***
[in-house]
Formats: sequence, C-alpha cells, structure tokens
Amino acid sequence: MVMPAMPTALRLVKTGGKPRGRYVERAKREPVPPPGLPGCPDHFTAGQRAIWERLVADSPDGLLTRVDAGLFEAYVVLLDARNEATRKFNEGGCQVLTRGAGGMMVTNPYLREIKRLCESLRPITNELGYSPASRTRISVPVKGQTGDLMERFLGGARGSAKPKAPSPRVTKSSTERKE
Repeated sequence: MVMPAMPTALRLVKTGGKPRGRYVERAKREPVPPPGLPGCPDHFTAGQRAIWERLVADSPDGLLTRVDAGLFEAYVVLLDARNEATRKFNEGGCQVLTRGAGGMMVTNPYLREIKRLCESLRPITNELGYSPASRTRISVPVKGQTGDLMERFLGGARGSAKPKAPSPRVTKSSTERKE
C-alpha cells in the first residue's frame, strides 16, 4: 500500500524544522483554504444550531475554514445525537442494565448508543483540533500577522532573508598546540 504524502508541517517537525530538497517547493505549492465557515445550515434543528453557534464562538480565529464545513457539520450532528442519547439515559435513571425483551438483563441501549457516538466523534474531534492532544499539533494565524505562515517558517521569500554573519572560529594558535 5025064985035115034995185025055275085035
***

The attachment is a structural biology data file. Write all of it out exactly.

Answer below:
[in-house]
Formats: sequence, C-alpha cells, structure tokens
Amino acid sequence: MVMPAMPTALRLVKTGGKPRGRYVERAKREPVPPPGLPGCPDHFTAGQRAIWERLVADSPDGLLTRVDAGLFEAYVVLLDARNEATRKFNEGGCQVLTRGAGGMMVTNPYLREIKRLCESLRPITNELGYSPASRTRISVPVKGQTGDLMERFLGGARGSAKPKAPSPRVTKSSTERKE
Repeated sequence: MVMPAMPTALRLVKTGGKPRGRYVERAKREPVPPPGLPGCPDHFTAGQRAIWERLVADSPDGLLTRVDAGLFEAYVVLLDARNEATRKFNEGGCQVLTRGAGGMMVTNPYLREIKRLCESLRPITNELGYSPASRTRISVPVKGQTGDLMERFLGGARGSAKPKAPSPRVTKSSTERKE
C-alpha cells in the first residue's frame, strides 16, 4: 500500500524544522483554504444550531475554514445525537442494565448508543483540533500577522532573508598546540 504524502508541517517537525530538497517547493505549492465557515445550515434543528453557534464562538480565529464545513457539520450532528442519547439515559435513571425483551438483563441501549457516538466523534474531534492532544499539533494565524505562515517558517521569500554573519572560529594558535 5025064985035115034995185025055275085035